Meet the New Editor in Chief of the Columbia Law Review
Tomi Williams ’19 plans to diversify the venerable journal’s content, contributors, and online presence.
As an undergraduate at Amherst College, Tomi Williams ’19 was twice elected student body president, played on the varsity soccer team, chaired the school’s judiciary council, and served as editor in chief of the Amherst College Law Review. He was so well-known and well-liked that he was dubbed a “campus celebrity.”
Although he is accustomed to holding leadership roles, Williams, 23, says he was nonplussed when Columbia Law Review Editor-in-Chief Kelsey Austin Ruescher ’18 called to tell him he’d been appointed her successor. “I thought I was being pranked. I was mostly in disbelief,” he says, flashing a broad smile, as he sits in the airy private office on the sixth floor of William C. Warren Hall that is reserved for the editor in chief.
“Tomi is the epitome of dedicated and humble leadership,” says Ruescher. “He has an unparalleled work ethic. He is unafraid to think big. He has the talent of bringing people together. Watching him in action in the seven weeks since he became editor in chief has been an enormous privilege and joy. He inspires me, and I learn from him every day.”
Born in England to Nigerian parents who moved their family to the United States when he was three years old, Williams grew up in Ann Arbor, Michigan, and Columbia, Maryland. His father, a physician, and his mother, a nurse, expected Williams and his older brother, Tunji, to follow them into medicine. Instead, both brothers followed the example set by their paternal grandparents who attended law school in England and then moved back to Nigeria. (His grandmother was a magistrate judge, and his grandfather was a BBC correspondent. Tunji is the co-founder of dealWIP, a legal technology startup.)
As a high school student in Maryland, Williams founded a nonprofit called Hands on Works, an organization to offer internships to underserved Baltimore students to introduce them to professional career paths. He then became a public figure when the Baltimore Sun published a feature story about him after he was elected by his peers to represent them as the student member of the Howard County Board of Education.
Williams arrived at Columbia Law School in 2016 with the idea that he might pursue a career as a prosecutor and so he enrolled in the Challenging the Consequences of Mass Incarceration Clinic. “I wanted to make sure before I entered that type of work that I understood the seriousness of putting someone behind bars,” says Williams, who has visited both New York’s Rikers Island prison complex and Connecticut’s “supermax” Northern Correctional Institution. Williams plans to develop a deeper understanding of a public service career after graduation when he clerks with Judge Richard Bennett of the U.S. District Court for the District of Maryland.
Since assuming the editorship of the Law Review on February 5, Williams has been in overdrive. He helped organize a Spring Break Pro Bono Caravan in New Orleans; he and other Law School students worked at the Capital Appeals Project, which provides representation to indigent defendants sentenced to death in Louisiana. On March 23, he delivered the closing remarks at the Columbia Law Review’s daylong symposium, “A First Amendment for All? Free Expression in an Age of Inequality.” And he traveled to Austin, Texas for a convention of law review editors. “It’s the first time four of the top schools have black editors in chief,” says Williams, naming Djenab Conde at Berkeley’s California Law Review, Michael Thomas at the Harvard Law Review, Megan Brown at the Michigan Law Review. “I grew close to them over the weekend.”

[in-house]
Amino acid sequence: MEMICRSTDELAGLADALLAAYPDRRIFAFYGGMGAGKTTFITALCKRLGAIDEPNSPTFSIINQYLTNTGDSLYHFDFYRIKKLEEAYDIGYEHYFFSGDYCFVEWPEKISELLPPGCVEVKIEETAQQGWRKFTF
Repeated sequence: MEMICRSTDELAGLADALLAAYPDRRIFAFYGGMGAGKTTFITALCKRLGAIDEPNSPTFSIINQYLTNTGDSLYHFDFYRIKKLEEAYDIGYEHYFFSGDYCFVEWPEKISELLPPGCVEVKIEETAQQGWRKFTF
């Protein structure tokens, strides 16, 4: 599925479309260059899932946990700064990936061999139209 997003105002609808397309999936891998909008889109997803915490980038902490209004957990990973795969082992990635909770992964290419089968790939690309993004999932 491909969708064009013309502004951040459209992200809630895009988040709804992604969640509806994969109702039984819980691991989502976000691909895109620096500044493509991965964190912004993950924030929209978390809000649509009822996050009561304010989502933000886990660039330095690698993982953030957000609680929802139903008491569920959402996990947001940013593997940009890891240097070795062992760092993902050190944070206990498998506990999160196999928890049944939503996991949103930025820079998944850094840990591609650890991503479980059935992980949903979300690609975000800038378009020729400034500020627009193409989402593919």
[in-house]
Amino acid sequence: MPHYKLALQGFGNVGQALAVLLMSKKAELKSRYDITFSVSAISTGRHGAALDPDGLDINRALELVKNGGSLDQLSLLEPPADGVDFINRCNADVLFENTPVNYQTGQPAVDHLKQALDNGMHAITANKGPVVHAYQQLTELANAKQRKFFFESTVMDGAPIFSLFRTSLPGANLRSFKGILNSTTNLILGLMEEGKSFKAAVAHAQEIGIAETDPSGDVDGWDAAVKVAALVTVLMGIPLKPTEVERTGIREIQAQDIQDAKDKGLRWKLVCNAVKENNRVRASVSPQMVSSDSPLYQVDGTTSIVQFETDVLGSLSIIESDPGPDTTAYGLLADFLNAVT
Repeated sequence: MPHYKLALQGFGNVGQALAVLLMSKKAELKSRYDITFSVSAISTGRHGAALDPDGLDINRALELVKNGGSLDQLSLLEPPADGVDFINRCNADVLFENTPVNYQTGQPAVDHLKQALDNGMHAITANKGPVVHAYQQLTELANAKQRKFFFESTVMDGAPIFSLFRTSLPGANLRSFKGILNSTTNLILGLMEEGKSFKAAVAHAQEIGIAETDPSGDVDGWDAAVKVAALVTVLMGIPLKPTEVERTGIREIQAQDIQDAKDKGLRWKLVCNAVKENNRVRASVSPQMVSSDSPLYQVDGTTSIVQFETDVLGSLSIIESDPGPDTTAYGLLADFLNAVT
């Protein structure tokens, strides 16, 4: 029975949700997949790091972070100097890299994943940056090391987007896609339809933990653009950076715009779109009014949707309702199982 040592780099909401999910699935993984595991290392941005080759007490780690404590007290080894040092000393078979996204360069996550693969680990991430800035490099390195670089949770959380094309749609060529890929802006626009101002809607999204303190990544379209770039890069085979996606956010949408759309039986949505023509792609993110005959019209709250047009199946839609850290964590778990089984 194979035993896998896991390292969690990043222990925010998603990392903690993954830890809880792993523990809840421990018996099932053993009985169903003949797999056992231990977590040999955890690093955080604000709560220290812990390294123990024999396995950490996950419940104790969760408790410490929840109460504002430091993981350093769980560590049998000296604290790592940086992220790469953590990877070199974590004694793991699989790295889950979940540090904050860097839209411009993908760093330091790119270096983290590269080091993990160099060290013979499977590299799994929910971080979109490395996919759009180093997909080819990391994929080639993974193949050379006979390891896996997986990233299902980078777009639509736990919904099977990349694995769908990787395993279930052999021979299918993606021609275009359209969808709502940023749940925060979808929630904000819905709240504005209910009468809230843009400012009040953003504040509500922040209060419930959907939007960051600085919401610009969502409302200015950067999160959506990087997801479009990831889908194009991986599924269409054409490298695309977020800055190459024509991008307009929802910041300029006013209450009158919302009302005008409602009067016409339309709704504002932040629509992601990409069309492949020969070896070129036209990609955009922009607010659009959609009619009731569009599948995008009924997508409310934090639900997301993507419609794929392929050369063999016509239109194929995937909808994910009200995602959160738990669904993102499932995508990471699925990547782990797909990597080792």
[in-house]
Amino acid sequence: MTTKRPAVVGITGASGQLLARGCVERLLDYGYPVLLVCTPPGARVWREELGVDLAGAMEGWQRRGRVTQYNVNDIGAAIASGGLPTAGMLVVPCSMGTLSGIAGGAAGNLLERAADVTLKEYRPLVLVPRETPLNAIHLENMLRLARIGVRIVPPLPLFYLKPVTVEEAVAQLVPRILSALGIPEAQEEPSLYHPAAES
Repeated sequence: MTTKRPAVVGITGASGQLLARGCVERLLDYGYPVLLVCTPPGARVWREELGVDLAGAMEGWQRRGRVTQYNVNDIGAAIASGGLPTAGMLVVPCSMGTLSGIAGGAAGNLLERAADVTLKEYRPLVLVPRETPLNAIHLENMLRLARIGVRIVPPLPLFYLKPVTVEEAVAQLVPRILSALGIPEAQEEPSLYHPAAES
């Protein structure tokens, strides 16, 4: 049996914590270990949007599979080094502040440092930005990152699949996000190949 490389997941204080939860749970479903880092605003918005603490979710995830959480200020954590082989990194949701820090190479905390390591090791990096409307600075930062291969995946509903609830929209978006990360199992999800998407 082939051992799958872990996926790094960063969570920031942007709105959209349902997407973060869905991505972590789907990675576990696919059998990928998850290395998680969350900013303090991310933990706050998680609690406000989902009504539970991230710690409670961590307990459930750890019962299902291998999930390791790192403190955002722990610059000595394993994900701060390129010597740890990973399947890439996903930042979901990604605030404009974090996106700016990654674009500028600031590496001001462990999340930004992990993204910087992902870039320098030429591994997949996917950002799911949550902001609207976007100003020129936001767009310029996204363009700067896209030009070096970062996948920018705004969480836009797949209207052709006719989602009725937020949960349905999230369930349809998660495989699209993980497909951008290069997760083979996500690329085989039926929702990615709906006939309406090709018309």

Meanwhile, Williams continues to work as a research assistant for Professor Olatunde Johnson and as a teaching assistant for Professor Bernard Harcourt’s Criminal Law course. He has been meeting with his executive committee to set the agenda for the Law Review, which publishes eight print issues a year.
“We have to have a more original online presence,” says Williams, who notes the editors are considering adding blogs and podcasts by Law Review contributors and Law School professors. “The Law Review has to catch up with the rest of the media. Maybe we won’t have any of these things this year, but we are trying to make a digital plan for the next five years.”
One of Williams's goals is to expand the journal’s editorial purview. “We need to make sure that the scholarship and the voices that we’re pulling in are diverse in terms of ideology and topics, in terms of where our contributors are in their professional lives, whether they’re a fellow, or assistant professor, or full professor,” he says.
Continuing to diversify the Law Review staff is another priority. “We’re looking at how to make sure we’re bringing in enough diverse individuals in terms of gender, race, socioeconomic status, disabilities, religious backgrounds, and ideologies of all types,” he says. “We want to make sure that the culture and the conversations here are as fruitful as possible because it’s just a better conversation and a more intellectually vibrant community when there is a diversity of thought and background and making sure that we bring folks in with a full sense of participation and ownership.”
Posted on April 5, 2018